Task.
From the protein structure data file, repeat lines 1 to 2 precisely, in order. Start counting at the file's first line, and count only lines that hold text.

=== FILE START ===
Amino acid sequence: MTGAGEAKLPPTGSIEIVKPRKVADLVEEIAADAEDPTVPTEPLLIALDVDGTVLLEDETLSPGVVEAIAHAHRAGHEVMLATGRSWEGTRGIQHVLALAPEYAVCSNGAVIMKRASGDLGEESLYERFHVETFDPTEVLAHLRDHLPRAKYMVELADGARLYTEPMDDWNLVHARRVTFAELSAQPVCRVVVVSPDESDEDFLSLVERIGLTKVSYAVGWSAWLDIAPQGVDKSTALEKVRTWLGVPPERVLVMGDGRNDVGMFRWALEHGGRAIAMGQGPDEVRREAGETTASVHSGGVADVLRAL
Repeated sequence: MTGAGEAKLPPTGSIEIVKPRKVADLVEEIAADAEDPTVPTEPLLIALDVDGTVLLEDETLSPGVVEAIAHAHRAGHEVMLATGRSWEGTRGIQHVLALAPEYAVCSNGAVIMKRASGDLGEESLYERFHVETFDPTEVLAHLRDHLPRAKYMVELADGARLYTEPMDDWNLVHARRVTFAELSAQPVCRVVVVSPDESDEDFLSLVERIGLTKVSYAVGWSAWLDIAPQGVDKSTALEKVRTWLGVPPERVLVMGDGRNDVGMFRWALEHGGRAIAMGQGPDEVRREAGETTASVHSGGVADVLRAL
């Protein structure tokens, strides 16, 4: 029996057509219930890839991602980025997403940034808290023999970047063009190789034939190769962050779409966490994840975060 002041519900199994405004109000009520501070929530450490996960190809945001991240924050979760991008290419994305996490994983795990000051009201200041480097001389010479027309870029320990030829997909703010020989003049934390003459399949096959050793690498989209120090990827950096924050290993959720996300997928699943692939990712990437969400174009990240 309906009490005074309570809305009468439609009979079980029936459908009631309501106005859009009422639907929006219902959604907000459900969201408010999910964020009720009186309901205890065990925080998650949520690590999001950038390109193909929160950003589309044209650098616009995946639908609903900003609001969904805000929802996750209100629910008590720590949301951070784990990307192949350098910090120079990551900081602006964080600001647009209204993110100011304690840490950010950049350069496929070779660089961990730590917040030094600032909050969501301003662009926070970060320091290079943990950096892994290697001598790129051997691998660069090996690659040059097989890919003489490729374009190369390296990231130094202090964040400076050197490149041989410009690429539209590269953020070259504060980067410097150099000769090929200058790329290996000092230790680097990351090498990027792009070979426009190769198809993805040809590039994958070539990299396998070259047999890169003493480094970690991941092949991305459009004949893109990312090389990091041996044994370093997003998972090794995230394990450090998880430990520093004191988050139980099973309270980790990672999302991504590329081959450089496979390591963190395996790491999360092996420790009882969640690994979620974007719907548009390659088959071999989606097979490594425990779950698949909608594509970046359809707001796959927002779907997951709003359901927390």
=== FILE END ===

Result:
Amino acid sequence: MTGAGEAKLPPTGSIEIVKPRKVADLVEEIAADAEDPTVPTEPLLIALDVDGTVLLEDETLSPGVVEAIAHAHRAGHEVMLATGRSWEGTRGIQHVLALAPEYAVCSNGAVIMKRASGDLGEESLYERFHVETFDPTEVLAHLRDHLPRAKYMVELADGARLYTEPMDDWNLVHARRVTFAELSAQPVCRVVVVSPDESDEDFLSLVERIGLTKVSYAVGWSAWLDIAPQGVDKSTALEKVRTWLGVPPERVLVMGDGRNDVGMFRWALEHGGRAIAMGQGPDEVRREAGETTASVHSGGVADVLRAL
Repeated sequence: MTGAGEAKLPPTGSIEIVKPRKVADLVEEIAADAEDPTVPTEPLLIALDVDGTVLLEDETLSPGVVEAIAHAHRAGHEVMLATGRSWEGTRGIQHVLALAPEYAVCSNGAVIMKRASGDLGEESLYERFHVETFDPTEVLAHLRDHLPRAKYMVELADGARLYTEPMDDWNLVHARRVTFAELSAQPVCRVVVVSPDESDEDFLSLVERIGLTKVSYAVGWSAWLDIAPQGVDKSTALEKVRTWLGVPPERVLVMGDGRNDVGMFRWALEHGGRAIAMGQGPDEVRREAGETTASVHSGGVADVLRAL